HELEN MARSHALL is the World Fantasy Award-winning author of two short story collections and two poetry chapbooks. Her stories and poetry have appeared in magazines and anthologies including Abyss & Apex, Lady Churchill’s Rosebud Wristlet and Tor.com. She obtained a PhD from the Centre for Medieval Studies at the University of Toronto, and then spent two years completing a postdoctoral fellowship at the University of Oxford investigating literature written during the time of the Black Death. Helen has worked as a managing editor for ChiZine Publications, and was recently hired as a permanent Lecturer in Creative Writing and Publishing at Anglia Ruskin University in Cambridge. She grew up in Sarnia, Ontario, and now resides in Cambridge. The Migration is her first novel.
2019 Debut Author Challenge Cover Wars - March Debuts
Published: March 15,
2019 | 05:00
Each month you will be able to vote for your favorite cover from that month's debut novels. At the end of the year the 12 monthly winners will be pitted against each other to choose the 2019 Debut Novel Cover of the Year. Please note that a debut novel cover is eligible in the month in which the novel is published in the US. Cover artist/illustrator/designer information is provided when we have it.
I'm using PollCode for this vote. After you the check the circle next to your favorite, click "Vote" to record your vote. If you'd like to see the real-time results click "View". This will take you to the PollCode site where you may see the results. If you want to come back to The Qwillery click "Back" and you will return to this page. Voting will end sometime on April 6, 2019, unless the vote is extended. If the vote is extended the ending date will be updated.
Clicking on a novel's cover will take you to its Amazon page.
From formerly featured DAC Authors:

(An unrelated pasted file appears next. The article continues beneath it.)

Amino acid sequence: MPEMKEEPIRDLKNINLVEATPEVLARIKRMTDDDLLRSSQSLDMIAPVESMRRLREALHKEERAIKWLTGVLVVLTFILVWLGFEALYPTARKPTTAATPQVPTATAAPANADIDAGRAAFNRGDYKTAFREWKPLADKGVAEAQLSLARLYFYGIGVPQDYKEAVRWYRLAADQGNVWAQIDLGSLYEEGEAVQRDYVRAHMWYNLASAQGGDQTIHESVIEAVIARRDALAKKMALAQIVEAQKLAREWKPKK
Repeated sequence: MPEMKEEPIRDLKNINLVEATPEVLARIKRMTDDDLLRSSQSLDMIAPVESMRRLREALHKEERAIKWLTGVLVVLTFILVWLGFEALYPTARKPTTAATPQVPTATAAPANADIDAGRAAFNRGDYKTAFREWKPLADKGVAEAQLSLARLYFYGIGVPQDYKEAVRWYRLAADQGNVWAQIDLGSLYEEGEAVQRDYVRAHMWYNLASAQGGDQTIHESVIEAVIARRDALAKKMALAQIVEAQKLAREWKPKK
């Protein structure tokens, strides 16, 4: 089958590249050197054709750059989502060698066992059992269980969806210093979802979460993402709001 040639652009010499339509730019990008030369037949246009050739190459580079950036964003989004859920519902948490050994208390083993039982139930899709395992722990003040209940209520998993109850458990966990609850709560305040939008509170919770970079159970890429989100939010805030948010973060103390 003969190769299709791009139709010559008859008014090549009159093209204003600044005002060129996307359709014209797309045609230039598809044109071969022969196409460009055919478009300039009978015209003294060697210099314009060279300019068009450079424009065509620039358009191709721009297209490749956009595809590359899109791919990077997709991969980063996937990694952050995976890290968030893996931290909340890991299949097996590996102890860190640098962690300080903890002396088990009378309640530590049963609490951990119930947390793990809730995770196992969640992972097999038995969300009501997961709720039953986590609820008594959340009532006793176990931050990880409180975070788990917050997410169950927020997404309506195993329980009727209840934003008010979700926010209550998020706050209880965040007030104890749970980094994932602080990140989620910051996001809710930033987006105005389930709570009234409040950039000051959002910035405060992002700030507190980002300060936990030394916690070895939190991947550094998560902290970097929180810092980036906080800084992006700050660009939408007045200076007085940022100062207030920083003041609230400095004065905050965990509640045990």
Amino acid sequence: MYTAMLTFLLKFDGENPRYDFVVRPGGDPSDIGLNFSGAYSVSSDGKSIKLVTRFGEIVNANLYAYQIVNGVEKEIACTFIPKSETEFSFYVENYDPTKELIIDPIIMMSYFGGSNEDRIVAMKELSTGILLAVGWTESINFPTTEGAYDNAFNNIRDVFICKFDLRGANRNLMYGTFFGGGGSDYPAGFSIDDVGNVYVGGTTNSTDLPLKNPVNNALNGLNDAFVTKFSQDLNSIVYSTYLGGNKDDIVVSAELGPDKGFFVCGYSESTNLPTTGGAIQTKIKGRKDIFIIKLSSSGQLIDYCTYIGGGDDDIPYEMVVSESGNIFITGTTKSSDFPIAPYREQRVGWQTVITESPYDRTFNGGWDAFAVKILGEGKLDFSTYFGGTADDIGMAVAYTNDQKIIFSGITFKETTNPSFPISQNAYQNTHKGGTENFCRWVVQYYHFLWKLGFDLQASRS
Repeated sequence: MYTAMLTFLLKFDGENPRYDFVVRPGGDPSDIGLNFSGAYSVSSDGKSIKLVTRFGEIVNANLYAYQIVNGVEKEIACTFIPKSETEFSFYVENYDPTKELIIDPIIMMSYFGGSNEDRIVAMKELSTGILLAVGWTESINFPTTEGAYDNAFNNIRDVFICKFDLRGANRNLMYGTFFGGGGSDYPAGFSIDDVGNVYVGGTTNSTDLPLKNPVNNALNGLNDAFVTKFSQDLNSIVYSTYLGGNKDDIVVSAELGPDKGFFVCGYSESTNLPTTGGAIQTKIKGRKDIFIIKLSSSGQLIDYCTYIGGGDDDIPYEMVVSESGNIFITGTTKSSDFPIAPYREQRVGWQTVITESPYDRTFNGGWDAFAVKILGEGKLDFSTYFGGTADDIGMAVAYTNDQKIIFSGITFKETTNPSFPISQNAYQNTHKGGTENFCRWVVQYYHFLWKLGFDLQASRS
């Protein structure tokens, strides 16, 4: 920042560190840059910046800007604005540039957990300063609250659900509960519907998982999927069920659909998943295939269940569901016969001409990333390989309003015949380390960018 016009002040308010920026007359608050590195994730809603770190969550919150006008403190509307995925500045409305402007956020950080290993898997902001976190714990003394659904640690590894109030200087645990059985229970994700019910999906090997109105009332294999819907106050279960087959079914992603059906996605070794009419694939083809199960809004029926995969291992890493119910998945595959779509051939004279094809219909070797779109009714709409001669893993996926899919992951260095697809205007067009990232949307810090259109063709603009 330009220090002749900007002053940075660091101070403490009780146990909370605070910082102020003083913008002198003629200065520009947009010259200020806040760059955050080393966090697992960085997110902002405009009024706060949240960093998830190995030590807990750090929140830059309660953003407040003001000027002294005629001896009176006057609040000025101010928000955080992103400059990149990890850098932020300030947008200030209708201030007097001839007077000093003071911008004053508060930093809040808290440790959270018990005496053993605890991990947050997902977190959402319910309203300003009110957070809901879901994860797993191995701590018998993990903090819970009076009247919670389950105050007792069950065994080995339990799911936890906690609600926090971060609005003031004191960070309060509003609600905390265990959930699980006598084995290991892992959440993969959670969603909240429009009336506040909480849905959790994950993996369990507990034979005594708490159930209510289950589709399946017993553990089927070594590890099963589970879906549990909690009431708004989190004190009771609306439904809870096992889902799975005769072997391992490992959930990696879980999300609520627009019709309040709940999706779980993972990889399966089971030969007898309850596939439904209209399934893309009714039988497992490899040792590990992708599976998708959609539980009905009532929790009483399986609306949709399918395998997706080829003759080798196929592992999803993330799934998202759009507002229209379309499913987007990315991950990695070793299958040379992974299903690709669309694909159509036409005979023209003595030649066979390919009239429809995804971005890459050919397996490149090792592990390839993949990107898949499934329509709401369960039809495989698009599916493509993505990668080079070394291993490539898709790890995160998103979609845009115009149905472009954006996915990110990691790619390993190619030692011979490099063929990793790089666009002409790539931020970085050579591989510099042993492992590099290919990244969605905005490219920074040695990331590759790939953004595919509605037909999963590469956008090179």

Fireweed and Brimstone (Grim Reality 3) by Boone Brux;
In the Valley of the Sun by Andy Davidson is out in Trade Paperback;
The Point by John Dixon is out in Trade Paperback;
Mahimata (Asiana 2) by Rati Mehotra;
The Bayern Agenda by Dan Moren,
If This Goes On: The Science Fiction Future of Today's Politics edited by Cat Rambo;
Pure Chocolate (Chocoverse 2) by Amber Royer;
The Last Dog on Earth by Adrian J. Walker.
Clicking on a novel's cover will take you to its Amazon page.
Debut novels are highlighted in blue. Novels, etc. by formerly featured DAC Authors are highlighted in green.
March 5, 2019
12 Tales Lie, 1 Tells True (e)
H - Collection
The Sea Beast Takes a Lover: Stories (h2tp)
LF/SS/CF - Collection
Creation Machine (D)
SF/SO/HSF - Spin Trilogy 1
SF/SO - White Space 1
DF/CF/AH - World of the Others 2
F/DF - Green Rider 6
Famous Men Who Never Lived (D)
In the Valley of the Sun (h2tp)
Hoka! Hoka! Hoka! (ri)
Gordon R. Dickson Poul Anderson
The Point (h2tp)
CyP/GenEng - Android Chronicles 3
Jacked Cat Jive
CF - Kai Gracen Series 3
Mad Lizard Mambo (ri)
CF - Kai Gracen Series 2
Black Dog Blues (ri)
CF - Kai Gracen Series 1
Good Omens: The Nice and Accurate Prophecies of Agnes Nutter, Witch (ri)
Neil Gaiman Terry Pratchett
The Women's War
F - The Women's War 1
The Far Far Better Thing (e)
F/DF - Saga of the Redeemed
Alice Payne Rides
SF/TT/SP - Alice Payne 2
SF - Collection
The Hunger (h2tp)
F - Another Kingdom 1
The Migration (D)
The Reign of the Kingfisher (D)
Infinite Detail (D)
That Ain't Witchcraft
UF/P/HU - InCryptid 8
F - Asiana 2
While You Sleep
The Bayern Agenda
SF/Th - Galactic Cold War 1
If This Goes On: The Science Fiction Future of Today's Politics
Cat Rambo (Ed)
SF - Anthology
The Unknown Soldier (e)(ri)
Mickey Zucker Reichert
Voices of the Fall
John Ringo (Ed) Gary Poole (Ed)
SF - Black Tide Rising Anthology
SF/SO/SFR - The Chocoverse 2
Today I Am Carey (D)
Martin L. Shoemaker
The Last Dog on Earth
Adrian J. Walker
March 6, 2019
Knowledgeable Creatures: A Tor.com Original (e)
March 8, 2019
Fireweed and Brimstone (e)
UF - Grim Reality 3
Blood They Brought and Other Stories
H - Collection
D - Debut e - eBook Ed - Editor h2mm - Hardcover to Mass Market Paperback h2tp - Hardcover to Trade Paperback ri - reissue or reprint tp2mm - Trade Paperback to Mass Market Paperback Tr - Translator